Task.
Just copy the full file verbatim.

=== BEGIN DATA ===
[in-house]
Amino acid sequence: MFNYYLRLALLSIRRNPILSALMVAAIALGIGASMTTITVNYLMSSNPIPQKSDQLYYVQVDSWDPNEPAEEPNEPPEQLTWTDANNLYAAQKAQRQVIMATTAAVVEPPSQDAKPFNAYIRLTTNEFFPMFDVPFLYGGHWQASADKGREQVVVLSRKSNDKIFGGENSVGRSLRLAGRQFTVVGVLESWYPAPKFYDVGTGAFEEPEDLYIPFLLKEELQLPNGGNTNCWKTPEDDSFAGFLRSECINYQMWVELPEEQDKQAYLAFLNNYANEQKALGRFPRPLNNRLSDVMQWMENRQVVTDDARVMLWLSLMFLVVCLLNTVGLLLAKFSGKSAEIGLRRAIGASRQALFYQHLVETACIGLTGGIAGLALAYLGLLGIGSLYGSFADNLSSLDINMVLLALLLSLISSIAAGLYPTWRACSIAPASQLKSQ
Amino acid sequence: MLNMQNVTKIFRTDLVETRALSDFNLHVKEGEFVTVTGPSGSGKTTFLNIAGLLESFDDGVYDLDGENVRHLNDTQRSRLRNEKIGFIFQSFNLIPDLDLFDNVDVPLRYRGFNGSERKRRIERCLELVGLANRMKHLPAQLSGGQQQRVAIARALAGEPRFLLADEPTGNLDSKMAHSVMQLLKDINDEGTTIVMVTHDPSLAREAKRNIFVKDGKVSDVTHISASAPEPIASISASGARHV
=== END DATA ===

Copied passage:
[in-house]
Amino acid sequence: MFNYYLRLALLSIRRNPILSALMVAAIALGIGASMTTITVNYLMSSNPIPQKSDQLYYVQVDSWDPNEPAEEPNEPPEQLTWTDANNLYAAQKAQRQVIMATTAAVVEPPSQDAKPFNAYIRLTTNEFFPMFDVPFLYGGHWQASADKGREQVVVLSRKSNDKIFGGENSVGRSLRLAGRQFTVVGVLESWYPAPKFYDVGTGAFEEPEDLYIPFLLKEELQLPNGGNTNCWKTPEDDSFAGFLRSECINYQMWVELPEEQDKQAYLAFLNNYANEQKALGRFPRPLNNRLSDVMQWMENRQVVTDDARVMLWLSLMFLVVCLLNTVGLLLAKFSGKSAEIGLRRAIGASRQALFYQHLVETACIGLTGGIAGLALAYLGLLGIGSLYGSFADNLSSLDINMVLLALLLSLISSIAAGLYPTWRACSIAPASQLKSQ
Amino acid sequence: MLNMQNVTKIFRTDLVETRALSDFNLHVKEGEFVTVTGPSGSGKTTFLNIAGLLESFDDGVYDLDGENVRHLNDTQRSRLRNEKIGFIFQSFNLIPDLDLFDNVDVPLRYRGFNGSERKRRIERCLELVGLANRMKHLPAQLSGGQQQRVAIARALAGEPRFLLADEPTGNLDSKMAHSVMQLLKDINDEGTTIVMVTHDPSLAREAKRNIFVKDGKVSDVTHISASAPEPIASISASGARHV